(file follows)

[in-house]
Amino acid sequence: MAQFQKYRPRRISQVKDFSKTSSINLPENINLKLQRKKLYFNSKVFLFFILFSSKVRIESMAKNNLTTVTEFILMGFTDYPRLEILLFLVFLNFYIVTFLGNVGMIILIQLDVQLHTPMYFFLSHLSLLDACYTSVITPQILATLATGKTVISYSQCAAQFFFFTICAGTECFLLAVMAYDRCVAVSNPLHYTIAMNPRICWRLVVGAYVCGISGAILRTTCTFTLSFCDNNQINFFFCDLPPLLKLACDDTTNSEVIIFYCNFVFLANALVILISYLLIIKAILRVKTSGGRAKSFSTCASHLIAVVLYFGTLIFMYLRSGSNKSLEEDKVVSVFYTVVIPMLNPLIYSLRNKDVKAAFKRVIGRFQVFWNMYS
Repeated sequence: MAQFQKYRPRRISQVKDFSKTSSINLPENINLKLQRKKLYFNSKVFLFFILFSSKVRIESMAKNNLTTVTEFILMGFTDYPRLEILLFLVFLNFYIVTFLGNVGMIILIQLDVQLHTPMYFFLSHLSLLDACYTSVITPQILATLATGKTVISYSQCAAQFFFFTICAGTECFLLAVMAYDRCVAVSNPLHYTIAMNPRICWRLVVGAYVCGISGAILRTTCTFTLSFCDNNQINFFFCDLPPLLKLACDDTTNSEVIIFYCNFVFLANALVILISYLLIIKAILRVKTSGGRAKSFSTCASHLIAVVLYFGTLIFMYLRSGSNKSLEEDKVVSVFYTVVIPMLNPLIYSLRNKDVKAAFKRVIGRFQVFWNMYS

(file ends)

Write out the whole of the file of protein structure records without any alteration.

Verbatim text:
[in-house]
Amino acid sequence: MAQFQKYRPRRISQVKDFSKTSSINLPENINLKLQRKKLYFNSKVFLFFILFSSKVRIESMAKNNLTTVTEFILMGFTDYPRLEILLFLVFLNFYIVTFLGNVGMIILIQLDVQLHTPMYFFLSHLSLLDACYTSVITPQILATLATGKTVISYSQCAAQFFFFTICAGTECFLLAVMAYDRCVAVSNPLHYTIAMNPRICWRLVVGAYVCGISGAILRTTCTFTLSFCDNNQINFFFCDLPPLLKLACDDTTNSEVIIFYCNFVFLANALVILISYLLIIKAILRVKTSGGRAKSFSTCASHLIAVVLYFGTLIFMYLRSGSNKSLEEDKVVSVFYTVVIPMLNPLIYSLRNKDVKAAFKRVIGRFQVFWNMYS
Repeated sequence: MAQFQKYRPRRISQVKDFSKTSSINLPENINLKLQRKKLYFNSKVFLFFILFSSKVRIESMAKNNLTTVTEFILMGFTDYPRLEILLFLVFLNFYIVTFLGNVGMIILIQLDVQLHTPMYFFLSHLSLLDACYTSVITPQILATLATGKTVISYSQCAAQFFFFTICAGTECFLLAVMAYDRCVAVSNPLHYTIAMNPRICWRLVVGAYVCGISGAILRTTCTFTLSFCDNNQINFFFCDLPPLLKLACDDTTNSEVIIFYCNFVFLANALVILISYLLIIKAILRVKTSGGRAKSFSTCASHLIAVVLYFGTLIFMYLRSGSNKSLEEDKVVSVFYTVVIPMLNPLIYSLRNKDVKAAFKRVIGRFQVFWNMYS